“Will this breakfast be suitable for the captain, or has he no appetite for food?” He gestured to what he held in his hands.


Bush considered the question. “Best to bring it for the warmth alone. It would do him some good, I think.”


“Yes, sir. If he eats any.”


“Oh, I'll see that it gets in him.”


Strangely, Doughty's face brightened as he looked at Bush. His tone was lighter now and genuinely grateful. “Thank you, sir.”


Bush felt there was no time for niceties, so he nodded before heading back. He could not have returned sooner.


Hornblower sat on the edge of his cot, legs spread, hands on his thighs, sneezing powerfully and without stop. “huhTChuhhh! ehhhhShuhhh! eeeeYehChooo! Snfff! EhShooo!


Bush stood in the doorway, closing the door behind him. “Good gracious. God bless you.”


Hornblower looked up blearily, making eye contact for only one brief moment before snapping forward again. “huh-EhTchooo! Ehhhh-EHShihhh! Er-Ehtchoo! His sneezes had drowned out the majority of Bush's sentiment, but their presence was at least noted.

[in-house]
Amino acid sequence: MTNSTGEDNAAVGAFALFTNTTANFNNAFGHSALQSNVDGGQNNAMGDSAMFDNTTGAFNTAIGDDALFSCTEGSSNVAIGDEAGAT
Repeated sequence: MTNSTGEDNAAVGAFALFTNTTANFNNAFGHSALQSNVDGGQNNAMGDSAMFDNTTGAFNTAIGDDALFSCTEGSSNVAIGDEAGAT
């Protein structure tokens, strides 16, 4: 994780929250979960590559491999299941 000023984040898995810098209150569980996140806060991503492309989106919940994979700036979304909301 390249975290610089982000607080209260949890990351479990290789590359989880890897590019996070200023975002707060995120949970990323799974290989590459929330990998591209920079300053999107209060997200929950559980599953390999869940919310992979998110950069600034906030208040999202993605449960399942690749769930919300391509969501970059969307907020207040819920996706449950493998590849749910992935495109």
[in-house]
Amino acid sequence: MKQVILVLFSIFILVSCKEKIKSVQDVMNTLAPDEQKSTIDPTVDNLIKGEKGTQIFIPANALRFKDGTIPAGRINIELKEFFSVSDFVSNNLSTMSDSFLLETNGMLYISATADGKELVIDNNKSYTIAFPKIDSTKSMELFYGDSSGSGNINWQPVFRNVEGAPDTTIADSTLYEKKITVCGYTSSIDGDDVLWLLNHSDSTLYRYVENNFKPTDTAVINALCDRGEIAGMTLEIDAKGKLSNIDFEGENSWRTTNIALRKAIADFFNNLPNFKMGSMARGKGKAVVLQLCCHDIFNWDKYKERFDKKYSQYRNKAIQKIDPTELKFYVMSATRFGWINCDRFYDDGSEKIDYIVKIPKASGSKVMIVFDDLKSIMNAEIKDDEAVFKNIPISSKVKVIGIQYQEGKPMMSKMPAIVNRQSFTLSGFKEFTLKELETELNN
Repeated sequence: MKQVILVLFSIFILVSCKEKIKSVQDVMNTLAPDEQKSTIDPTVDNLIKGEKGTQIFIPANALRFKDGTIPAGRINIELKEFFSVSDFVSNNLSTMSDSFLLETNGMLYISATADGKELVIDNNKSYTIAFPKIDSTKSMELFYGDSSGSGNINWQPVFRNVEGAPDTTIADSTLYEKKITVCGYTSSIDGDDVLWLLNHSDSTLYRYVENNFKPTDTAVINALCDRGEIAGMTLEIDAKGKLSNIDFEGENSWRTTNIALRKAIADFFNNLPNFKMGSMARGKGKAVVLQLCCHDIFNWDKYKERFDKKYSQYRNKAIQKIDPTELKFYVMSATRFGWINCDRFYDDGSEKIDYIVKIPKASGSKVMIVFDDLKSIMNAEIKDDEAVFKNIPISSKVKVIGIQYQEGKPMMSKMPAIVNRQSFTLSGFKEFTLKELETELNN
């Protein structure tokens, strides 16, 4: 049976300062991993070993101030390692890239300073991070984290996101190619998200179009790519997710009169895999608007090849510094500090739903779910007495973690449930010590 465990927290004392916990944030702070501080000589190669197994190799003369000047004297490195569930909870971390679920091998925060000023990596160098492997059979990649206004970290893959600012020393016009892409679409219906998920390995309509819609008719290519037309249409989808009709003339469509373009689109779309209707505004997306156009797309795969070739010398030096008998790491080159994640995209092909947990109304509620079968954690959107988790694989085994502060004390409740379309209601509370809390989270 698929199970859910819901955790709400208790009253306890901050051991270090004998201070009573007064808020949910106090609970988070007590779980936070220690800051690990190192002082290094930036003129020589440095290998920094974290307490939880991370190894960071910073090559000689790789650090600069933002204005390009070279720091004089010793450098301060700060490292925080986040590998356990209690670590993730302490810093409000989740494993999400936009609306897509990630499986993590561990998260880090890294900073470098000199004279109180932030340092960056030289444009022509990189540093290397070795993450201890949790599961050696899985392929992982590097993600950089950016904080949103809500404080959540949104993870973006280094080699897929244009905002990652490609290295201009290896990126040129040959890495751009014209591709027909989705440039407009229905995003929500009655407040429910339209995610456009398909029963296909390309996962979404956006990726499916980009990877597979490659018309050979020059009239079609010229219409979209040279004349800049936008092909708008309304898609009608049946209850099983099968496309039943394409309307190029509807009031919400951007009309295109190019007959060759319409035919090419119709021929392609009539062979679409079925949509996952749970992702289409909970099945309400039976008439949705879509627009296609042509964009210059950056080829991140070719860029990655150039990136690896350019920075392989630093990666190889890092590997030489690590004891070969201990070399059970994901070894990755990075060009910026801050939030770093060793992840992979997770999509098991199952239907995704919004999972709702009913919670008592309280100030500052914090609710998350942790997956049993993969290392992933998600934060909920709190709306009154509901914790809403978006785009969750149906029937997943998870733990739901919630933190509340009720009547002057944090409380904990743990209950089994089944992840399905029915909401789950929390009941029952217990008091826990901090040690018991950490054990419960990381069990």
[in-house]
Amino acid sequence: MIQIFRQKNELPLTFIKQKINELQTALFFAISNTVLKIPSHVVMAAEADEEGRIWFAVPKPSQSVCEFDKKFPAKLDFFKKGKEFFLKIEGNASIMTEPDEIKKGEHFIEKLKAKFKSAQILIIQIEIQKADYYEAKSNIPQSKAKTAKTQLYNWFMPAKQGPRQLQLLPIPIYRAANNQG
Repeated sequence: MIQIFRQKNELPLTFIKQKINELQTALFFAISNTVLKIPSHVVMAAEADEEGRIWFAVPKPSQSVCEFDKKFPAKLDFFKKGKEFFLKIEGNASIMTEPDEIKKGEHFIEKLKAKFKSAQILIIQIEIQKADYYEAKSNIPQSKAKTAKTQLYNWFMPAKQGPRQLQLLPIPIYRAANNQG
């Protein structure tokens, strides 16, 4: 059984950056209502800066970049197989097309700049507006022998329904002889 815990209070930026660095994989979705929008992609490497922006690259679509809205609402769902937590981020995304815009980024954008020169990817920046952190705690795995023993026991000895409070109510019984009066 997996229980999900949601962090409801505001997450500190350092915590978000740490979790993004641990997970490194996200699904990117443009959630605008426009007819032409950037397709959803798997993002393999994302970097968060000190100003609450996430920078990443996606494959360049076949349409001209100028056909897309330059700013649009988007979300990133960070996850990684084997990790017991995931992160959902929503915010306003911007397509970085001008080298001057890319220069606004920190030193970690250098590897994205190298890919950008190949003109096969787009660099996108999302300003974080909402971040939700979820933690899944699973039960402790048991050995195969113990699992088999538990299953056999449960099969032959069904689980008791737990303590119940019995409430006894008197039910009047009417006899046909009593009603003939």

Bush hurried over. “Handkerchiefs found, sir,” he said. Hornblower held out his hand at once, and immediately made use of it to muffle a thunderous “eehhhh-EHCHUFfffffffff!” He took a deep breath and blew his nose quite softly. Then he sighed. “Oh-thadk-God,” he muttered, opening his eyes properly now.


Bush stood there, hovering. He felt embarrassed, as though he were imposing, extra, unneeded. He set the handkerchiefs down close to the bed and thought seriously about taking his leave. He was already dressed and could put proper distance between them for a while, then return to breakfast with his captain as though it had been planned all along.


But then Hornblower reached up and took Bush's hand, squeezing it appreciatively and then pulling him back to the bed. Bush took off his coat then sat down beside Hornblower. Hornblower immediately leaned into him for warmth and companionship.


The captain blew his nose a few more times, cleared his throat, and dabbed at his eyes. He ran a hand through his hair and put on a smile. “How do I look?”